You can choose to participate in the anonymous / automated package usage survey if you want, or not, it doesn’t really matter.

When prompted to choose the software, you want to untick the Desktop environment, the Print Server, and just choose the SSH server + standard system utilities:

Let it then go through and do the installation, this should only take 30 seconds on a fast PC.

When prompted, choose “Yes” to install GRUB onto the Master Boot Record. It will ask you to choose your hard disk, push the down key and choose /dev/sda or otherwise you’ll have to type it manually (And we don’t want that):

It will then tell you the installation is finished, hit “Continue” and it will restart.

You’ll then be greeted with a login prompt:

Enter your username from before (likely “digibyte”) and the password. Note that it won’t show you the “***s” when you’re entering your password, this is fine.

You then want to type:

ip addr

This will show you the IP address of the system, which we’re going to use to log in to through SSH. This is a remote ‘terminal’ system, so that you can copy / paste in to it, which is going to be essential as you’ll find out soon enough:

Note down what it says for enp0s3’s “inet” address, in my case it’s

Now, download PuTTY:

The “putty.exe” works just fine, you don’t need to get the installer. Fire it up and enter the IP address your enp0s3 showed in VirtualBox:

Once you’ve typed in the IP address as shown, hit Enter or click “Open”.

It’s going to give you an alert to say that it’s never connected to this server before, this is again fine for you to hit “Yes” and carry on.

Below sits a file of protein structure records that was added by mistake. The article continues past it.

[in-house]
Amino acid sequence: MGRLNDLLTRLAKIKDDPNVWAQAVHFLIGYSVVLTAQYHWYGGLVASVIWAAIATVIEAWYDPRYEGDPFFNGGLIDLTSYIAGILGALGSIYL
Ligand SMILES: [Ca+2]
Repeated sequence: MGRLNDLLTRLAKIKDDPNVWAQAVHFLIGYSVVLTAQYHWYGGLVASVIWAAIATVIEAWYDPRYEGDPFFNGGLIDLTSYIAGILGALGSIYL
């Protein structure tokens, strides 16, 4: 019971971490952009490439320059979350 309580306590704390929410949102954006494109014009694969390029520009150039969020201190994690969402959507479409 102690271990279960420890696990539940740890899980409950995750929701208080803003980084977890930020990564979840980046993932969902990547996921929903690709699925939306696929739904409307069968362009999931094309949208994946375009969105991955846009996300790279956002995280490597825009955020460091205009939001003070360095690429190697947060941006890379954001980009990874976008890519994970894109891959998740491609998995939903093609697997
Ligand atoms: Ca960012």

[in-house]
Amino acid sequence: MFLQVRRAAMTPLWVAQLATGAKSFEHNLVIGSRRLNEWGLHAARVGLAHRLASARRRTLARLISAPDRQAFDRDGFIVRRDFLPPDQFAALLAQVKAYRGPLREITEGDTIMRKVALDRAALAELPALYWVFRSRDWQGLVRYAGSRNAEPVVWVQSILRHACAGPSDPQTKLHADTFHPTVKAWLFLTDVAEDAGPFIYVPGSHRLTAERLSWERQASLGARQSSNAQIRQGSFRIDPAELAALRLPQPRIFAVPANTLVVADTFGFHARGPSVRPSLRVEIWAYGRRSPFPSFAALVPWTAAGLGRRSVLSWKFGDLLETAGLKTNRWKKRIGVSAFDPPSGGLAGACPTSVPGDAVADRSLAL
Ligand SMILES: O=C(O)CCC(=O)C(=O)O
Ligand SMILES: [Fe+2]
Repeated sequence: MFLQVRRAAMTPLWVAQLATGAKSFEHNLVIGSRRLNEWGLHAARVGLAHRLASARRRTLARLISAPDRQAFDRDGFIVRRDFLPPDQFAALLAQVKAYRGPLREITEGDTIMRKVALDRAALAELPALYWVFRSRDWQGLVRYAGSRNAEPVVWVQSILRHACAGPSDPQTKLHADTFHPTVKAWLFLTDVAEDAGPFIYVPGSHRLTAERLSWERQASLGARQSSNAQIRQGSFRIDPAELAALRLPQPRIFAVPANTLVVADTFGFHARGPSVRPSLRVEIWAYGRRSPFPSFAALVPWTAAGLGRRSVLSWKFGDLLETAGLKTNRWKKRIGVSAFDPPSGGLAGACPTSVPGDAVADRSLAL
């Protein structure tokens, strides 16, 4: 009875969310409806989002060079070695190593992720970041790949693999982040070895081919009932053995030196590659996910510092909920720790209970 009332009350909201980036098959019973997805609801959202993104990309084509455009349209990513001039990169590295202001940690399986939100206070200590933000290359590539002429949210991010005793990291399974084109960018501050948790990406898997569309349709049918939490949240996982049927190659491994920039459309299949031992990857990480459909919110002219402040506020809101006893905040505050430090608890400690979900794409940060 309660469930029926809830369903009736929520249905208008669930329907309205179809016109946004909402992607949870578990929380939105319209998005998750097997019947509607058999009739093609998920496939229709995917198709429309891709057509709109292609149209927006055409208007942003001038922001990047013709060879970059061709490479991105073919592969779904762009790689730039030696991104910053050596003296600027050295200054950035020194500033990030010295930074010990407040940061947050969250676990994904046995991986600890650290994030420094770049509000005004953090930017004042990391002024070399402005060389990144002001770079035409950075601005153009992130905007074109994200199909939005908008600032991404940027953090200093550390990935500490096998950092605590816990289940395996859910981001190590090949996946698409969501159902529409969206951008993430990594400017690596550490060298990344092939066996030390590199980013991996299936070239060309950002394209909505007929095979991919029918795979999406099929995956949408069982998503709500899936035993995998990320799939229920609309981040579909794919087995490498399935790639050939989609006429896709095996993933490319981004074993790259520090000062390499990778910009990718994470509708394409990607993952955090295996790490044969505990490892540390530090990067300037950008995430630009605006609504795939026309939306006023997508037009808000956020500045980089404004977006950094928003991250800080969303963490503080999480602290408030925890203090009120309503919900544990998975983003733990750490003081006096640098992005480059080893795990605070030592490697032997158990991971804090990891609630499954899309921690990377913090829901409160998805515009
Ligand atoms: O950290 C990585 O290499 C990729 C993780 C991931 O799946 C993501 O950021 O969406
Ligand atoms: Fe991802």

Again, enter your username (“digibyte”) and password, and you’re now logged in and ready to proceed:

So, you can now ignore VirtualBox, we’re going to do the rest straight from PuTTY so that we can copy / paste in to it.

You can paste, by right-clicking on the black terminal space. This will paste in whatever you have in your clipboard.

Start by copy / pasting the following, just so you’re aware of how it works:

su -

This is basically telling the system “I want to start doing things with Admin privileges”.

Enter your the root user password that you first set during installation.

Now we’re going to first of all update the list of software available for Debian to install on the system:

apt-get update

Then you need to run this to install a bunch of needed programs in order to make the DigiByte Core software:

apt-get install git build-essential libtool autotools-dev automake pkg-config libssl-dev libevent-dev bsdmainutils python3 libboost-system-dev libboost-filesystem-dev libboost-thread-dev libqt5gui5 libqt5core5a libqt5dbus5 libprotobuf-dev libboost-program-options-dev curl nsis mingw-w64

This will take a couple of minutes to go through and download the additional tools to compile the DigiByte Core software. Go make a coffee or get a beer while it does this.

Now type:


To leave being the root “admin” user, and go back to being “digibyte”

We’re also going to want to change some settings before we proceed:

update-alternatives --config x86_64-w64-mingw32-g++

Choose the “posix” option, which will likely require you to push “1”.

We have to do this, as we’re building for Windows, and if we don’t then basically things don’t compile. I won’t go into the details of why.

Now that we’ve got everything we need from a “tool” perspective, it’s time to get the DigiByte Core source-code. You can go to to see it, and to see a list of available versions from the drop-down list:

In this particular instance we’re going to test out the 6.17.2 build

So, back to PuTTY and type in:

git clone -b 6.17.2

This is telling it “Only get version 6.17.2 of the DigiByte Core source-code”.

Now type:

cd digibyte